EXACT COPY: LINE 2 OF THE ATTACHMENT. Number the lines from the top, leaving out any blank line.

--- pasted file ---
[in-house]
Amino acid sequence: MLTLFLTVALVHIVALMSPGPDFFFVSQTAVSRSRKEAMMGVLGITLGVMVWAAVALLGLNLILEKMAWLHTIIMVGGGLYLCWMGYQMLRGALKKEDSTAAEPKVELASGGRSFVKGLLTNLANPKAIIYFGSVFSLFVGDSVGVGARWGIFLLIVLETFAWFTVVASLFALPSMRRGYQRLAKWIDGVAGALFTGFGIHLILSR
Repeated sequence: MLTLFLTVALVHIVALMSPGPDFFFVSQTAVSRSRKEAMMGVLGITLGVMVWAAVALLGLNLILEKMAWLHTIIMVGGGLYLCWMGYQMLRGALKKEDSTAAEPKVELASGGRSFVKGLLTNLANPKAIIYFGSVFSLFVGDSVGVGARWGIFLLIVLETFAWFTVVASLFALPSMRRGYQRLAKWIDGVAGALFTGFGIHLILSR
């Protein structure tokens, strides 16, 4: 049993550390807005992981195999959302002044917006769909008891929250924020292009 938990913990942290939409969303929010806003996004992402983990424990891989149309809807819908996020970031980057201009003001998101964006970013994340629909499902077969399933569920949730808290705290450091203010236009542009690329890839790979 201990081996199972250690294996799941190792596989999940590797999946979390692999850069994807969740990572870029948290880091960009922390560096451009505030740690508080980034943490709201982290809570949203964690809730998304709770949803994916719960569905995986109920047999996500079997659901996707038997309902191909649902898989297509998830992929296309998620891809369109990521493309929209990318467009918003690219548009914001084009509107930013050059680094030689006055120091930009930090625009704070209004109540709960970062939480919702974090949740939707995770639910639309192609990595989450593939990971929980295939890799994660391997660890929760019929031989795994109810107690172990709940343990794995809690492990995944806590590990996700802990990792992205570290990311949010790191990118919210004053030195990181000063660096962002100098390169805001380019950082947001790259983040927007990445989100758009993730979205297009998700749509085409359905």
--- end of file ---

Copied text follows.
Amino acid sequence: MLTLFLTVALVHIVALMSPGPDFFFVSQTAVSRSRKEAMMGVLGITLGVMVWAAVALLGLNLILEKMAWLHTIIMVGGGLYLCWMGYQMLRGALKKEDSTAAEPKVELASGGRSFVKGLLTNLANPKAIIYFGSVFSLFVGDSVGVGARWGIFLLIVLETFAWFTVVASLFALPSMRRGYQRLAKWIDGVAGALFTGFGIHLILSR